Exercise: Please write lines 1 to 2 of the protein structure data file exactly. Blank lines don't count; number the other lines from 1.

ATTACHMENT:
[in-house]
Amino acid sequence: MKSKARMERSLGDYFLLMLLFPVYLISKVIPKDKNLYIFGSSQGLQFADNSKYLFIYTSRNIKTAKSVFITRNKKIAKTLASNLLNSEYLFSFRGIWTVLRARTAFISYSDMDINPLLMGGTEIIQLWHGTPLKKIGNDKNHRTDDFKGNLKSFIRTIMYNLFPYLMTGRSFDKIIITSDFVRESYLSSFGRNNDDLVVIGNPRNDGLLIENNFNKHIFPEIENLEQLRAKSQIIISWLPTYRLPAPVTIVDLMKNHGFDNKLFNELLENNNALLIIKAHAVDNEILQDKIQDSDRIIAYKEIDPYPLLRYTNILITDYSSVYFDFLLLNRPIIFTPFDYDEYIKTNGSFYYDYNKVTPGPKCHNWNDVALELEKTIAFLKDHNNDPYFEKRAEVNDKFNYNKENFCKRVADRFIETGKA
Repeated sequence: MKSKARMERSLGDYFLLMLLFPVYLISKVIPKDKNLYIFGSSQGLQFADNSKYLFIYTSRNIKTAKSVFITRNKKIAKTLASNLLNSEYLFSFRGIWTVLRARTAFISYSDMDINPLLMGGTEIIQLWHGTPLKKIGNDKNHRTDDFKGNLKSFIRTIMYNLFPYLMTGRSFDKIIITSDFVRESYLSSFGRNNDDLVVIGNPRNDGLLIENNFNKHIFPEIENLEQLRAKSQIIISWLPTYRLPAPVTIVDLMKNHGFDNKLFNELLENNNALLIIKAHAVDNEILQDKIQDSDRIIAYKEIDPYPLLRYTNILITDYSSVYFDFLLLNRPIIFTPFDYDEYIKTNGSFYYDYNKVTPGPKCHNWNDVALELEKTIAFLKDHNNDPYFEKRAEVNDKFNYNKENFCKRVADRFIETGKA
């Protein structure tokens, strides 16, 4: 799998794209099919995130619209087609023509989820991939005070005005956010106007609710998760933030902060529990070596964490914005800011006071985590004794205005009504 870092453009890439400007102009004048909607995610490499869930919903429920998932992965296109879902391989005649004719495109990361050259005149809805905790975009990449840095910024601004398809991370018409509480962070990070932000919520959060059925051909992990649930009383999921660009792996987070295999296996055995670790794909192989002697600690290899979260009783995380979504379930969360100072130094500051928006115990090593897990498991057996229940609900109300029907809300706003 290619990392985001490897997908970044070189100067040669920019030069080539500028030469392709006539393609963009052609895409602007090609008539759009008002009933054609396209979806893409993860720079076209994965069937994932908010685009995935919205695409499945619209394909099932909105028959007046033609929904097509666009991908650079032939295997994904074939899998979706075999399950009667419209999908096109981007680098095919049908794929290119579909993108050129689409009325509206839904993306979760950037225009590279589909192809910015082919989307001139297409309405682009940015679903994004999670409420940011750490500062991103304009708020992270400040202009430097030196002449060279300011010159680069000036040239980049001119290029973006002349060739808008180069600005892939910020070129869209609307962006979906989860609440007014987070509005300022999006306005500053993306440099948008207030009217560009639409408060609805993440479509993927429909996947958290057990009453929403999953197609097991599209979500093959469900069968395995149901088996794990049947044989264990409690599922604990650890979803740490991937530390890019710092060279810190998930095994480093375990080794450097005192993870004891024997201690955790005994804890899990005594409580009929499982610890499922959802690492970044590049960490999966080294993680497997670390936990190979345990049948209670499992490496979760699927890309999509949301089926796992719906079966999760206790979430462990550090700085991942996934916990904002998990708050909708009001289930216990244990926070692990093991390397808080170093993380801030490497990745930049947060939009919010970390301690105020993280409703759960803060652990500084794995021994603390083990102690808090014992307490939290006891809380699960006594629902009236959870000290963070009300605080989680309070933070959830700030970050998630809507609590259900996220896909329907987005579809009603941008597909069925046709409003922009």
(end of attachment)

[in-house]
Amino acid sequence: MKSKARMERSLGDYFLLMLLFPVYLISKVIPKDKNLYIFGSSQGLQFADNSKYLFIYTSRNIKTAKSVFITRNKKIAKTLASNLLNSEYLFSFRGIWTVLRARTAFISYSDMDINPLLMGGTEIIQLWHGTPLKKIGNDKNHRTDDFKGNLKSFIRTIMYNLFPYLMTGRSFDKIIITSDFVRESYLSSFGRNNDDLVVIGNPRNDGLLIENNFNKHIFPEIENLEQLRAKSQIIISWLPTYRLPAPVTIVDLMKNHGFDNKLFNELLENNNALLIIKAHAVDNEILQDKIQDSDRIIAYKEIDPYPLLRYTNILITDYSSVYFDFLLLNRPIIFTPFDYDEYIKTNGSFYYDYNKVTPGPKCHNWNDVALELEKTIAFLKDHNNDPYFEKRAEVNDKFNYNKENFCKRVADRFIETGKA